LINGUIST List 23.3157

Mon Jul 23 2012

Calls: Historical Linguistics/Australia

Editor for this issue: Alison Zaharee <>

Date: 23-Jul-2012
From: Daniel Frost <>
Subject: Continuity and Change: Grammars of the Pacific
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Full Title: Continuity and Change: Grammars of the Pacific
Date: 27-Oct-2012 - 28-Oct-2012 Location: Canberra, A.C.T., Australia Contact Person: Rachel Hendery
Meeting Email: < click here to access email >

Linguistic Field(s): Historical Linguistics

Call Deadline: 31-Aug-2012

Meeting Description:

An understanding of grammatical change in language provides a window to understanding broader issues relating to language and society, including the linguistic outcomes of social and cultural interaction, the areal distribution of linguistic structures and the social and cognitive motivations of linguistic change. Much of the previous research on grammatical change in the Pacific tends to focus on specific changes within particular regions and/or language groups. This has resulted in careful analyses of grammatical change that have greatly expanded our understanding of the history of Pacific languages. This workshop is a unique opportunity to focus on this research from a new perspective: to begin to compare findings from individual studies and discover what these Pacific case studies contribute to general theories of grammatical change. That is, are there common trends or striking patterns of divergence in grammatical change across the Pacific that warrant explanation? And how does broadening the empirical basis of our understanding of grammatical change to incorporate Pacific case studies alter our general view of it?

Plenary Speakers:

Associate Professor Frank Lichtenberk (University of Auckland)Professor Jeff Siegel (University of New England)

Call for Papers:

We would like to invite papers on all topics relating to grammatical change in the Pacific. These can include case studies of individual languages, reconstructions, comparative studies of smaller regions or language groups, or broader typological studies. Studies of mixed languages or new Englishes are also welcome.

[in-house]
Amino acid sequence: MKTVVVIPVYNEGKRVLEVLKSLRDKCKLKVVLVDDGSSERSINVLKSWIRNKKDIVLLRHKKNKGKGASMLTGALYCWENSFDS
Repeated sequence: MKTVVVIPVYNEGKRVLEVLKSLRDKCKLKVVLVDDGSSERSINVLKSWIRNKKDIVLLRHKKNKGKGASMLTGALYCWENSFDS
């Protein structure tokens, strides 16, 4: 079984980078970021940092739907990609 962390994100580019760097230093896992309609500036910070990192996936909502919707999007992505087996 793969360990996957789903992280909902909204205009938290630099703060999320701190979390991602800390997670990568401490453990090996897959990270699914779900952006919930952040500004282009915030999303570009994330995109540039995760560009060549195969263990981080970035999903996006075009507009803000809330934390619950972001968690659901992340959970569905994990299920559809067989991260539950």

We hope that speakers will also participate in two round-table discussions, one on each day of the workshop. One discussion will focus on the question of what the most pressing issues and research priorities relating to this topic are in the various Pacific regions and language families. The other discussion session will focus on trans-regional themes relating to grammatical change. This session will also include a discussion about a proposed database of grammatical change in the Pacific. This database is still in the initial planning stages, and we will appreciate participants' feedback on what sorts of features and focus would be most of use to them.

We hope to publish a collection of papers from this workshop, probably as a special journal issue.


Please send abstracts for a 20 minute paper (with 10 minutes of discussion) to by 31 August 2012. We will send out notifications of acceptance by mid-September. Abstracts should be no longer than one A4 page, including references.

There will be no registration charge for the workshop.

Page Updated: 23-Jul-2012